While Samsung hasn’t said as much it seems as though the Galaxy Alpha is designed as a direct competitor to the iPhone 6. Not only is it launching during a similar part of the year but it has the same screen size as the iPhone 6 is expected to have and a similarly premium build.
The iPhone 6 isn’t out yet, so we can’t compare it to that, but we can see how it stacks up to the iPhone 5S to get some idea of how well Samsung is likely to do at appealing to Apple buyers.
Samsung really stepped its game up with the Galaxy Alpha. Gone is the plastic of old, or at least partially, with a new metal frame drawing the eye away from the still plastic back and a slim 6.7mm build ensuring that it fits snugly in a pocket or purse.
The iPhone 5S is still a step above though, as it too has a metal frame, while its back is a mixture of glass and aluminium, so there’s no plastic here at all. At 7.6mm it’s not quite as slim as the Samsung Galaxy Alpha but it’s far from fat and looks unmistakeably high end.
Despite the metal frame the Galaxy Alpha also looks a lot like other phones and even other Samsung phones, which tend to have a faux metal finish along the edge, while the iPhone 5S looks distinctive and with a two tone back it has a flair which the Galaxy Alpha can’t quite match.
The Samsung Galaxy Alpha is small by Samsung standards, with a 4.7 inch 720 x 1280 Super AMOLED display leading to a pixel density of 312 pixels per inch. It’s crisp, clear and delivers rich yet natural colours. It’s a shame it’s not full HD as the screen is large enough to benefit from it, but you’re not likely to miss the extra pixels unless you put it side by side with something sharper.
The Apple iPhone 5S has a 4.0 inch 640 x 1136 IPS LCD display with a pixel density of 326 pixels per inch. So it’s smaller and despite being lower resolution it’s also therefore sharper, but not by much. The quality of the screen is similarly impressive too, with great contrast and minimal reflections. Overall the main difference between the two is the size.
The Samsung Galaxy Alpha is a powerful phone with 2GB of RAM and an octa-core Exynos 5 processor, where four cores are clocked at 1.8GHz and the other four are clocked at 1.3GHz. So it should have plenty of power to deal with whatever you want it for.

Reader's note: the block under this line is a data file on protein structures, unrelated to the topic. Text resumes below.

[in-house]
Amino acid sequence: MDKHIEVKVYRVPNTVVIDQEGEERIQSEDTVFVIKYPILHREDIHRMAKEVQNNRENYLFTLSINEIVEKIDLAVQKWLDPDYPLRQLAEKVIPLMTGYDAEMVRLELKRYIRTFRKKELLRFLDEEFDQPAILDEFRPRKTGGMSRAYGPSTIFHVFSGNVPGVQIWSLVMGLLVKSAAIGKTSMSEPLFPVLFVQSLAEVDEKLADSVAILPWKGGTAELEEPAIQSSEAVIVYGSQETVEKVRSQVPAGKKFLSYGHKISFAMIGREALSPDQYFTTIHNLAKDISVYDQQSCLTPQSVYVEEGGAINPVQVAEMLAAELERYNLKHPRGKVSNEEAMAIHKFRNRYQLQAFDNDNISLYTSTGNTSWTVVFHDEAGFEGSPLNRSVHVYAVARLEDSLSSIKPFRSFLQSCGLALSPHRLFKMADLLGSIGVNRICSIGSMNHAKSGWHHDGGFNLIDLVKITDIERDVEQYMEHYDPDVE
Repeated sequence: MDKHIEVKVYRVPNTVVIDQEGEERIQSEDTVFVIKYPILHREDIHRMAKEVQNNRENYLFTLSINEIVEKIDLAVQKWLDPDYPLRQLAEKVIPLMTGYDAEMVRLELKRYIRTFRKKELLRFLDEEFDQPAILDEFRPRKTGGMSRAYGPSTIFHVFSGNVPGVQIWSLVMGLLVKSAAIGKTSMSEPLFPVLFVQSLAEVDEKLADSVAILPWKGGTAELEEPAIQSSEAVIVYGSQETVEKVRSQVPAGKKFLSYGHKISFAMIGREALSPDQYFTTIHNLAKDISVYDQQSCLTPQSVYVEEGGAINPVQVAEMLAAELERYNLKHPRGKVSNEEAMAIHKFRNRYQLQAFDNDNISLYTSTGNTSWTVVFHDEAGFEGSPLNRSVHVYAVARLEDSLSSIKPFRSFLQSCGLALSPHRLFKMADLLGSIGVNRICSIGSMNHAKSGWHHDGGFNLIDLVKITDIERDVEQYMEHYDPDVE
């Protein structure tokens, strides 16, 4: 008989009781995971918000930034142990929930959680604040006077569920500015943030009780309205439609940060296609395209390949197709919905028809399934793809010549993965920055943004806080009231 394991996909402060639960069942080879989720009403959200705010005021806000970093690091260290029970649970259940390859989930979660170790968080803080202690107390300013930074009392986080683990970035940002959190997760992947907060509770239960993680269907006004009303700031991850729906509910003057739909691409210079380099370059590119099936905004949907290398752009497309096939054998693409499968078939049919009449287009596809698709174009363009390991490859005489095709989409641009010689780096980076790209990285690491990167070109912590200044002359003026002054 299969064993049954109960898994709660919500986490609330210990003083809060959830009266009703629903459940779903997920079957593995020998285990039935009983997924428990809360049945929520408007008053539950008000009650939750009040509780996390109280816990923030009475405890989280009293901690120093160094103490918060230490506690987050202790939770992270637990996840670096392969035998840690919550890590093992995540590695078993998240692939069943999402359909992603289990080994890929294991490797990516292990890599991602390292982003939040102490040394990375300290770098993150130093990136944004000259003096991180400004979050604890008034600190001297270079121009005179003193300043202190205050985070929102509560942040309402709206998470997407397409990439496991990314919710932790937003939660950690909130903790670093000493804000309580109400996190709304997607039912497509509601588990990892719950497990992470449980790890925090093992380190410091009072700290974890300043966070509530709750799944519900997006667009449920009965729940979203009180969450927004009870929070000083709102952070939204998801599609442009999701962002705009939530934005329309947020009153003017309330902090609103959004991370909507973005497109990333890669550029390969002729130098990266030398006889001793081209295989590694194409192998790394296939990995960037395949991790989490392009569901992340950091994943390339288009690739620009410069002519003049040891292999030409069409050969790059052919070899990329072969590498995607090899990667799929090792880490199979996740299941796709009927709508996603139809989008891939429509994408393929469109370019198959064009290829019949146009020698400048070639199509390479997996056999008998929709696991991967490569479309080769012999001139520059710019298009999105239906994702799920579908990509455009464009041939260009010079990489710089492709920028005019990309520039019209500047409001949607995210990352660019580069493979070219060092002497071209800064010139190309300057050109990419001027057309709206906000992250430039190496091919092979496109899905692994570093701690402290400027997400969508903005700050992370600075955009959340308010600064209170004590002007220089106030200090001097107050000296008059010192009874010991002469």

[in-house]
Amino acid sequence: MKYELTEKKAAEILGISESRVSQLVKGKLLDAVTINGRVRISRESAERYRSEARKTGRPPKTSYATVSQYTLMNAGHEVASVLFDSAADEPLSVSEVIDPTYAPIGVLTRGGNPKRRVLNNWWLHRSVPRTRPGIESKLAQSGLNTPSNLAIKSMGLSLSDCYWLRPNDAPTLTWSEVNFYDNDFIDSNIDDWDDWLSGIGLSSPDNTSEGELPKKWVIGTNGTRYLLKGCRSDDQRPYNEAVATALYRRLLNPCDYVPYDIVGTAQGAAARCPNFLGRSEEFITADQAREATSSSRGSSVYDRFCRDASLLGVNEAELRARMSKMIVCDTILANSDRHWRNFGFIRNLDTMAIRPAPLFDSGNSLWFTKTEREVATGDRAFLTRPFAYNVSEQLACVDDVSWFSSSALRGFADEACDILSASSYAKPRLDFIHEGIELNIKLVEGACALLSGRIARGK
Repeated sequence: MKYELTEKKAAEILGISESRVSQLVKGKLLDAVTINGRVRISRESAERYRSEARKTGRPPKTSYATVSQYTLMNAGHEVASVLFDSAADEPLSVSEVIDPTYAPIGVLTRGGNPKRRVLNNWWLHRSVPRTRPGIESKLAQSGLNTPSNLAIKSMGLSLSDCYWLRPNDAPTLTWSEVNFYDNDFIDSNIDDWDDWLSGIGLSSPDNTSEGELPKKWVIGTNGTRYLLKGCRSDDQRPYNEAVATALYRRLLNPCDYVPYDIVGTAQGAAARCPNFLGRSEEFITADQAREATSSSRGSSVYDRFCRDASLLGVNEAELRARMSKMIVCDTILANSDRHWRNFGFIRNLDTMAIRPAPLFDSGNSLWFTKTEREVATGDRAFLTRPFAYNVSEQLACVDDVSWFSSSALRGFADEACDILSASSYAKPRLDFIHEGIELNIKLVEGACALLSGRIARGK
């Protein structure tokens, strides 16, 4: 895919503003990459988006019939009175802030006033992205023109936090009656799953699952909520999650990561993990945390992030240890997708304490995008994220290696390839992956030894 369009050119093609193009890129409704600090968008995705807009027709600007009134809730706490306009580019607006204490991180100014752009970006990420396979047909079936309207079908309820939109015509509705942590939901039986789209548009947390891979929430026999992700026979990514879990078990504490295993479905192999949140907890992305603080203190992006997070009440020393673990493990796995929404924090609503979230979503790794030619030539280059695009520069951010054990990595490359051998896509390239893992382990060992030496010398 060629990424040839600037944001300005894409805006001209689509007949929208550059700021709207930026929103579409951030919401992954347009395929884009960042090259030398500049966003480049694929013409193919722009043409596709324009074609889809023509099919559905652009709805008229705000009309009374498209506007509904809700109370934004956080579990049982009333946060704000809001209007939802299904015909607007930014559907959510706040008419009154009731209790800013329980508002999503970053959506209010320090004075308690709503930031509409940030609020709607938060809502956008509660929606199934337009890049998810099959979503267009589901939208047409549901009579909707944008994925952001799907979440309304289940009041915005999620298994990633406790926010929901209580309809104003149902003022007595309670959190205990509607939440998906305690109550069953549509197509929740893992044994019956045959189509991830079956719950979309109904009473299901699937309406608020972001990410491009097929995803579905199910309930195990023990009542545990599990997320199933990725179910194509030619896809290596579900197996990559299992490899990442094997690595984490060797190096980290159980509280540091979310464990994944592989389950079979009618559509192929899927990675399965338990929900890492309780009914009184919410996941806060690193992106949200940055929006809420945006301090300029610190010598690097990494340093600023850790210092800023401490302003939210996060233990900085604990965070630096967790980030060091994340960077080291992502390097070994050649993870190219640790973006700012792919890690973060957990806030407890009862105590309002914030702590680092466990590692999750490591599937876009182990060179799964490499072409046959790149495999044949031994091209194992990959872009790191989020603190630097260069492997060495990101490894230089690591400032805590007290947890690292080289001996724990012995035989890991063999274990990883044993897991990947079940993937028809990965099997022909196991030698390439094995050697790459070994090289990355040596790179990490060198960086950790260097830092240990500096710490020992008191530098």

The Apple iPhone 6 has a 1.3GHz dual-core A7 processor and 1GB of RAM, so by all rights it should be a lot less powerful, yet in real terms it performs fine, with slick operation and even speedy boot up and shutdown times.
There’s a 12 megapixel camera on the back of the Samsung Galaxy Alpha and it has an LED flash and can shoot video in 2160p at 30fps, 1080p at 60fps or 720p at 120fps. There’s also a 2.1 megapixel camera on the front.
The iPhone 5S has just an 8 megapixel main camera, but it has a dual-LED True Tone flash, which can ensure that colours and skin tones are reproduced far more faithfully than the single LED on the Galaxy Alpha will be capable of. It can shoot 1080p video at 30fps or 720p video at 120fps and has a 1.2 megapixel snapper on the front. We haven’t put the Galaxy Alpha through its paces yet but on paper its camera should be better, other than the inferior flash, though the iPhone 5S is certainly capable of taking some good photos.
The Samsung Galaxy Alpha has an 1860 mAh battery, while the iPhone 5S has a 1560 mAh battery. Samsung is normally pretty good with battery life, though 1860 mAh is on the small side for a device of this size and power and Samsung is yet to give any stats on its lifespan. The iPhone 5S on the other hand lasts for around a day of moderate use, so it’s fairly average.
There’s 32GB of storage built in to the Samsung Galaxy Alpha and a choice of 16, 32 or 64GB in the iPhone 5S and neither phone has a microSD card slot. The Galaxy Alpha does slightly better for connectivity options, with support for Wi-Fi, 3G, 4G LTE, Bluetooth 4.0 and NFC, while the iPhone 5S supports all the same connectivity forms other than NFC.
The Samsung Galaxy Alpha and the iPhone 5S are well matched. They have similarly high quality screens, albeit in different sizes, both have a premium build, though the iPhone 5S slightly more so and both are powerful, though the Samsung Galaxy Alpha slightly more so.
When it comes to extra features the phones are fairly well matched too. Both have fingerprint scanners, though the iPhone 5S’s Touch ID works better than Samsung’s take on the idea. The Galaxy Alpha also has a heart rate monitor while the iPhone 5S has an M7 motion co-processor, which allows it to function as a pedometer and fitness tracker without draining much battery, so both are good for anyone who takes health and fitness seriously.
However the Samsung Galaxy Alpha has a slightly bigger battery and is likely to have a marginally better camera and it supports NFC, which the iPhone 5S doesn’t, so that gives it a slight edge. As such it could well be that the Samsung Galaxy Alpha is a slightly better phone overall, but it runs Android, so it’s still no use to iOS fans and in a month or two it will have the iPhone 6 to compete with.
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